The author of this hymn is Bishop William Walsham How. Bishop How was known as the “omnibus bishop”, a reference to his preferred method of travel around his diocese in the East End of London where he worked among the miserable social conditions of the nineteenth century slums.

He is also a well-loved hymnist. This particular hymn comes from his Children’s Hymns of 1872.  It was later included in the English Hymnal under the “At Catechism” section, but clearly there is something about how the hymn offers theological meaning through childish words, which has earned it a place in the grown-up repertoire too.

 

What is it then, about the story and the way it is told in this hymn which expresses my own understanding of the meaning of the Crucifixion.

How strange that the very verses which I find so powerful, are the ones cut out in the New English Hymnal. Especially verse 4. As a child and as a woman I still try to think about the cross and see him there and try to imagine the pain in a human way, and then as Bishop How says, “I could but see a little part”. The great love, like a fire, in Jesus’s heart for the whole world but even for me responds to the flame I try to keep kindled in my own heart along the way. For me the Crucifixion story, cluttered about sometimes with images from films and plays and sermons, is made simple and unimaginably redeeming by the childish words of this hymn.

1 It is a thing most wonderful,
Almost too wonderful to be,
That God’s own Son should come from Heav’n,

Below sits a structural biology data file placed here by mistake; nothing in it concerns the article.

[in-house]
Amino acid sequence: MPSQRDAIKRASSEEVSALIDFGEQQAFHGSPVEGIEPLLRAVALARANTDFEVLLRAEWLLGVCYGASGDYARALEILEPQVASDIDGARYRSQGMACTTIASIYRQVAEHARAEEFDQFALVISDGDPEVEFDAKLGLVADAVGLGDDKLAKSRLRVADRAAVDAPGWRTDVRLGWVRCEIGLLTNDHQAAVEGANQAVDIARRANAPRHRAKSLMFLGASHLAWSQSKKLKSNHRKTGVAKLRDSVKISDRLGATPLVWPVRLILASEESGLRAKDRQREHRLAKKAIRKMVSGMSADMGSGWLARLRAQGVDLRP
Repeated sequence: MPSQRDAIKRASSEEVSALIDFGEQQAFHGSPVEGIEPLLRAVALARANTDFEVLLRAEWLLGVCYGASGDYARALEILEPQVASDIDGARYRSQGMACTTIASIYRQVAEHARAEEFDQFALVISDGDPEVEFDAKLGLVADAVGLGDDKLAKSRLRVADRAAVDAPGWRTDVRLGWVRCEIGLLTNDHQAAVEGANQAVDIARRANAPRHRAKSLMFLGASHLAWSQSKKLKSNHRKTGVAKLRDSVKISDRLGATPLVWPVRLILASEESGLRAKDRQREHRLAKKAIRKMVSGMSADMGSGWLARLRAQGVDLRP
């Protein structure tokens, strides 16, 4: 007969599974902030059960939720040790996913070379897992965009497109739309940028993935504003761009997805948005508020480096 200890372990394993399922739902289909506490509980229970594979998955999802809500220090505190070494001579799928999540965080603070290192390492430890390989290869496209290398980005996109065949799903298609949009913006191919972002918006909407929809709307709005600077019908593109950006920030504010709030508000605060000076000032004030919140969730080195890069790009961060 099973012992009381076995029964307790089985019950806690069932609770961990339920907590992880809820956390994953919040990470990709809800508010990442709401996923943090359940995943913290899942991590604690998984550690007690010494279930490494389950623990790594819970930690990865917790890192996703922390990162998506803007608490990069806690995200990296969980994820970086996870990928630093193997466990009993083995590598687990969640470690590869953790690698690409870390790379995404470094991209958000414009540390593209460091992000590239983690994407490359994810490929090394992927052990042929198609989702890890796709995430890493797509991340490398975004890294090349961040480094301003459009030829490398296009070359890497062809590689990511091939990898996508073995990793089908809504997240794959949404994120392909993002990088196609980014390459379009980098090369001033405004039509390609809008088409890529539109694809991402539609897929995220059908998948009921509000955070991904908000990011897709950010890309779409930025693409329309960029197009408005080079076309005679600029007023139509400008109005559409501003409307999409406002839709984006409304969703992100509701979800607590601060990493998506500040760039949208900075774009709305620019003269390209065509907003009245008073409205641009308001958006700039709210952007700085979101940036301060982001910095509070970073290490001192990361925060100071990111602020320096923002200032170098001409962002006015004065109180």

And die to save a child like me.

2 And yet I know that it is true;
He chose a poor and humble lot,
And wept, and toiled, and mourned, and died,
For love of those who loved Him not.

3 I cannot tell how He could love
A child so weak and full of sin;
His love must be most wonderful,
If He could die my love to win.

4 I sometimes think about the cross,
And shut my eyes, and try to see
The cruel nails and crown of thorns,
And Jesus crucified for me.

5 But even could I see Him die,
I could but see a little part
Of that great love, which, like a fire,
Is always burning in His heart.

6 It is most wonderful to know
His love for me so free and sure;
But ’tis more wonderful to see
My love for Him so faint and poor.

7 And yet I want to love Thee, Lord;
Oh, light the flame within my heart,
And I will love Thee more and more,
Until I see Thee as Thou art.

Advertisements

A number of comments and experiences are connecting for me with Cathedral music. Transforming and spiritual, the mood and atmosphere set in Cathedral buildings can be overwhelming. A recent concert in Chichester with poetry and artwork along with Messaien’s music was such a transporting event. Simply attending the Cathedral services with traditional or modern settings of harmony and the immense reverberation of the organ in a huge space – an experience you would wish to be often repeated. But what happens when we try to transport Cathedral music into smaller churches? So much controversy about inaccessibility, exclusivity. The age-old argument between excellence and social inclusion. We did not decorate our Cathedrals with amateur stonework or transitory popular works of art, so why not keep precious hold of the great works of Howells, Stanford and the like – a blessing in the English church.

a view of Chichester cathedral